President Trump is expected to sign an executive order on Obamacare this week that would allow people to buy cheaper health insurance with fewer regulations, targeting healthcare goals that eluded congressional Republicans all year.

The full details of the executive order have not been released, but enough information has been reported to reveal its overall framework. Trump would direct the Departments of Labor, Treasury and Health and Human Services to make changes to regulations so more people could band together to buy "association health plans" which would allow individuals or small businesses to band together, such as members of a Chamber of Commerce, to buy plans sold across state lines. The order also would allow people to buy short-term health insurance plans for longer than the Obama administration allowed and would encourage the use of health savings accounts.

Both association health plans and short-term plans are less expensive than Obamacare plans because they offer limited coverage. They don't guarantee same-cost coverage, or any coverage, for people with pre-existing illnesses and they do not cover a broad range of medical care, from addiction treatment to maternity care.

Critics have referred to the plans as "junk insurance," warning that expanding access to them would take customers back to the days before the passage of Obamacare, formally known as the Affordable Care Act. They also warn that providing such options would peel more people from Obamacare's exchanges, leaving an even sicker — and costly — population with Obamacare plans.

But people who don't receive federal help paying for their premiums, meaning people who make more than $48,240 for an individual or $98,400 for a family of four, and who do not have a pre-existing illness, may look to use one of the options. Many of those customers are facing double-digit premium increases in 2018. The number of people who have unsubsidized health insurance is pegged at anywhere from 6 to 9 million people. Some will face insurance that is so expensive that under Obamacare they will not be required to pay the law's penalty if they decide not to get coverage.

The executive order could offer an alternative, but it's not clear how quickly the plans will become available to customers. Open enrollment for Obamacare begins Nov. 1 and runs through Dec. 15, and officials at the different agencies may not be able to change regulations in time for the start of 2018. The White House declined to provide details about the timeline for implementing the executive order.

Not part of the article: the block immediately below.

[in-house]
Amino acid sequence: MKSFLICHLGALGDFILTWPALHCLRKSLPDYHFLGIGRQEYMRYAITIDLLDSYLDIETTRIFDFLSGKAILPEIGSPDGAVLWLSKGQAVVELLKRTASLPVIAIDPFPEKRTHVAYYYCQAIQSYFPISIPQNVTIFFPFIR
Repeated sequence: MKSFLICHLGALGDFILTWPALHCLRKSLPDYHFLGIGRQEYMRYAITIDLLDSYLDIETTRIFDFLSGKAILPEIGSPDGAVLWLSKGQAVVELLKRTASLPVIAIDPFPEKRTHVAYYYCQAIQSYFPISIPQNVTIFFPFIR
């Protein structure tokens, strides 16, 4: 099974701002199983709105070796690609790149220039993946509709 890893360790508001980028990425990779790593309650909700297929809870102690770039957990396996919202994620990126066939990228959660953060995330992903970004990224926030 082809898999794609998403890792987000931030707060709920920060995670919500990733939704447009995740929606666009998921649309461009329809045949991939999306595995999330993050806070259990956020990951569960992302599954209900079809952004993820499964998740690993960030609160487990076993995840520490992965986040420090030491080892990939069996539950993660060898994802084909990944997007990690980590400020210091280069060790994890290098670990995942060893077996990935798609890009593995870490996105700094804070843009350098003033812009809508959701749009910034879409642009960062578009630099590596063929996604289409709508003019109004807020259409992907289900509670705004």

Kathy Bakich, national health compliance practice leader at Segal Consulting, said the association health plan regulations may take longer than the short-term plans because the administration may have to propose new rules and take public comments, which could take months. The original rules took more than a decade to create, she said.

"There is a legitimate need in the marketplace for new types of systems to allow small employers to band together," she said. "Whether this is the right way to do it is a tough question."

It's not clear how far the changes to the regulations can go. Depending on how they are written, they raise potential openings for fraud or for insolvency if claims exceed an association's ability to pay them out, because states won't be able to regulate plans that are sold elsewhere to crack down on problems or revoke licensing. Bakich raised the possibility of another option, known as reinsurance, that would inject federal funding into the exchanges so that higher-cost claims were paid for while others who have coverage would not see premium increases, but there is little appetite among most Republicans for such a proposal.

Instead, association health plans have been pushed even among House members, who passed a bill to allow more of them earlier this year.

"Unlike larger organizations, America's small businesses are limited in their ability to negotiate for lower healthcare costs for their millions of employees," said Rep. Virginia Foxx, R-N.C., chairwoman of the House Education and the Workforce Committee. "It's time to level the playing field. That's why the committee advanced and the House passed common-sense legislation to allow small businesses to band together through association health plans."